Tuesday, May 11, 2010


Thanks to their tiny airborne seeds, birch trees can advance into abandoned fields and reclaim clearings.   After the glaciers retreated at the end of the last Ice Age, the birches were among the first trees to return to the barren landscape. When a fire clears a forest, the birches will restore themselves from cloned "root suckers" which spring up around the charred trunk.

This fecundity is reflected in the Birch-Rune, Berkana. The organic power of Berkana is as implacable as the forces of death and entropy. Berkana reminds us that life can be found beneath Antarctic ice, in the pitch blackness of deep-sea hydrothermal vents, and on the salt-choked soils of high Andean plateaus. There are few environments so harsh as to be sterile: Berkana will manifest and adapt in almost any condition. It will raise up its children despite any obstacles which may stand in its way and find a way for them to not only survive but thrive.

Berkana can also be a rune of communication. The name "birch" comes from the Sanskrit bhurj (paper), since its bark has long been used for writing paper. Birch wood is also an excellent carrier of sound and is used in making drums and speaker cabinets. If you want to convey a message, Berkana can ensure that it is received favorably and that it spreads to a wider audience.   (For added effect, combine it in a bindrune with Ansuz and Chalc).  Berkana is not just about organic life. Many postmodern theorists have postulated that memes take on a form of life, and the Neoplatonists long before them spoke of Ideals and Forms as sentient beings. By tapping into that power we can help bring our ideas to fruition in the form best suited for their environment.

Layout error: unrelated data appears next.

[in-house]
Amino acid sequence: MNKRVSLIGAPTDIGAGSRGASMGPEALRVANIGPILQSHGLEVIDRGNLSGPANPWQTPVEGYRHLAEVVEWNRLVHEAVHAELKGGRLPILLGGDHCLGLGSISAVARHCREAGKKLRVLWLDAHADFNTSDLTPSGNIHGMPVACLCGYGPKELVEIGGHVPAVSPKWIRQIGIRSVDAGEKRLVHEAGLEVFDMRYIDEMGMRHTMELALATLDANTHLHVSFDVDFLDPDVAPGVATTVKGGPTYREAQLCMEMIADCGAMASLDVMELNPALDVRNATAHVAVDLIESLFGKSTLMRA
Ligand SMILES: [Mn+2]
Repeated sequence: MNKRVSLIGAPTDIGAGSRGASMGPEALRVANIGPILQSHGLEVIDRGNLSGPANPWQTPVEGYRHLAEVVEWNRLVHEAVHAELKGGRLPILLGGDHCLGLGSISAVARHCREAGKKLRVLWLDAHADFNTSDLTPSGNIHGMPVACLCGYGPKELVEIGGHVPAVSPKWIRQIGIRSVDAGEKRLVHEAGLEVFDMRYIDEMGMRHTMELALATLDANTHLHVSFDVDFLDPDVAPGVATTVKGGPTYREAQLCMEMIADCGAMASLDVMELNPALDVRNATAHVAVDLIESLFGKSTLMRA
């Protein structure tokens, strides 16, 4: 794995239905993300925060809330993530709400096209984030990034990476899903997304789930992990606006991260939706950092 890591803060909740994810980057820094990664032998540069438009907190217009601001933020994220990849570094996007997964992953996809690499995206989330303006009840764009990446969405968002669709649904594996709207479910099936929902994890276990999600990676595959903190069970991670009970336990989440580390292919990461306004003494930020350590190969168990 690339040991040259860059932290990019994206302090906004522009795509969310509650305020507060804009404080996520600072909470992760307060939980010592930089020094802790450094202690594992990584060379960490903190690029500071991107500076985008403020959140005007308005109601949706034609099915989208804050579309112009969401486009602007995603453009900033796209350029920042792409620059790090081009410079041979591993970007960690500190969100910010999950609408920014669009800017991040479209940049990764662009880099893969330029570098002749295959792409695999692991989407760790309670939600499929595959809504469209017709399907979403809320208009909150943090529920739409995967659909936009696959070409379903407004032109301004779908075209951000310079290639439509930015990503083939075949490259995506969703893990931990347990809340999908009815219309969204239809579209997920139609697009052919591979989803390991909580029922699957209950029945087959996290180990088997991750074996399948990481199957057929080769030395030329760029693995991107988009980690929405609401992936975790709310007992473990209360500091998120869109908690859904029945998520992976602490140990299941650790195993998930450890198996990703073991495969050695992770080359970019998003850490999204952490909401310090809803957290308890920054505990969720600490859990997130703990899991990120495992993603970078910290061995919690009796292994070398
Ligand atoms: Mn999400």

Birch is also an important healing plant. Derivatives from the betulin contained in its bark have powerful anti-inflammatory, anti-viral and anti-parasitic properties: they have also shown promise in treating cancer and HIV. Native Americans wrapped wet birch bark around broken limbs: when it dried it became stiff and served as a very effective cast. In Siberia and Russia birch was used to alleviate the pain of arthritis: other herbalists have found its oil effective for treating psoriasis and eczema. Birch leaves contain diuretics which can help in passing kidney stones or clearing bladder infections. Berkana can push us towards life and health and give us the strength to recover from wounds and diseases. It is one of the most powerful healing-runes, and can be used to treat many medical conditions. (As always, rune-work is an adjunct to professional medical treatment, not a substitute for it!)

As it can heal physical ills, Berkana can also treat unpleasant spiritual conditions. In the Finnish sauna and the Russian banya bathers strike themselves with birch twigs to induce sweating and cleanse their bodies and skin. Berkana can help you to "sweat out" negativity which has become attached to you and purify you of psychic toxins. It can also encourage optimum conditions for growth and development. If you face difficult situations at work or at home, Berkana can work to pacify the angry and bring an air of peace and serenity to your area.  If necessary, it can even do this in a firm way: birch switches were the weapon of choice for those applying the rod of correction to a wayward child. Berkana is not a violent rune, but do not mistake its gentleness for weakness. Like any loving mother it can be stern and, if circumstances require, implacable in its anger.